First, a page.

"Welding" Unknown Pot Metal

On 2/8/2019 3:58 AM, Richard Smith wrote:
>
>> >>> Hi Gunner >>> >>> The "best" I met of welding on heavy hot-dip zink galv. which was
>>> infeasible to remove was welding in new deck-supporting truss >>> structure on a seaside holiday-town pier. >>> >>> Because it is >>> * a truss with slender members not blocking or setting up eddies in >>> the air >>> * there is a constant onshore breeze >>> this was the one-and-only occasion where you really could keep your >>> head out of the zink-fume plume and it was OK. >>> >>> Welding transversely across the truss members, you could look at the >>> weld end-on and manipulate the rod to puddle-up a correct-shaped >>> fillet despite the galv. kicking the arc around and the fume kicking >>> the weld-pool around. >>> And the arc was very lilac coloured indeed...! >>> >>> Best wishes, >>> Rich S >>> >> >> How did you rust-proof your welds? > > Galv.-spray. Zink-rich paint. Only thing you can really do (?) > Rich S >
What, you didn't build a vacuum chamber around each weld area and use vapor deposition? Shame. LOL.
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After welding some rust holes on the bed fenders of my truck I brushed cold galvanizing paint on sandblasted inner areas around the repair, with disappointing results. Although it didn't flake off, rust pinpoints appeared after a few years and slowly spread. New England roads are salted to melt ice.
The wheel wells were much easier to work on with the bed inverted and raised on blocks.
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In UK, where mildish winters but a lot of salting with temperatures around zero C, galv.-spray over grit-blasted lasts only a couple of years or so. Maybe three of four - nice. But it's quick to blast back and respray. Do it as the summer goes on (warm and dry), mindful your vehicle will look after you as we tip into the long cold darkness.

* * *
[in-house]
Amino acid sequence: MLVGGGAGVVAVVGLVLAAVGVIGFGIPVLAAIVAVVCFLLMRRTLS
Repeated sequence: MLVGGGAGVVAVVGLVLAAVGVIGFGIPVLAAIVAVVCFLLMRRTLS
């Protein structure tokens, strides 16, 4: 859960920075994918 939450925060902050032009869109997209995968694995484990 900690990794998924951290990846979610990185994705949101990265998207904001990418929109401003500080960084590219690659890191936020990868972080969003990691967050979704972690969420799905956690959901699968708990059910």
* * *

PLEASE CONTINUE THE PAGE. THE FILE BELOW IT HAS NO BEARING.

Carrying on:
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On Fri, 08 Feb 2019 14:11:14 -0700, Bob La Londe wrote:

Actually zinc is routinely flame sprayed in open air. (Vapor deposition is too slow for anything but very thin coatings anyhow.)
https://acblastingservices.com/zinc-hot-flame-spray/
First hit I found, a bit more searching should turn up details. The equipment is expensive, but entire bridges have been coated with this method in corrosive coastal areas where paint has a short lifetime.
Not really practical for the home or small shop unfortunately.
Glen
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On Sunday, February 10, 2019 at 6:01:51 PM UTC-5, glen walpert wrote:

One company that makes zinc spray equipment is in _Silverdale Washington . They use two miller power supply and feed two zinc wires so the arc is be tween the two wires and use inert gas to blow the molten zinc to the bit t hat is being coated. At least that is what I was told. I would like to try using just one wire in a MIG welder. But have not really looked for th e wire. I expect the use of two wires reduces wire sticking and jamming.
Dan
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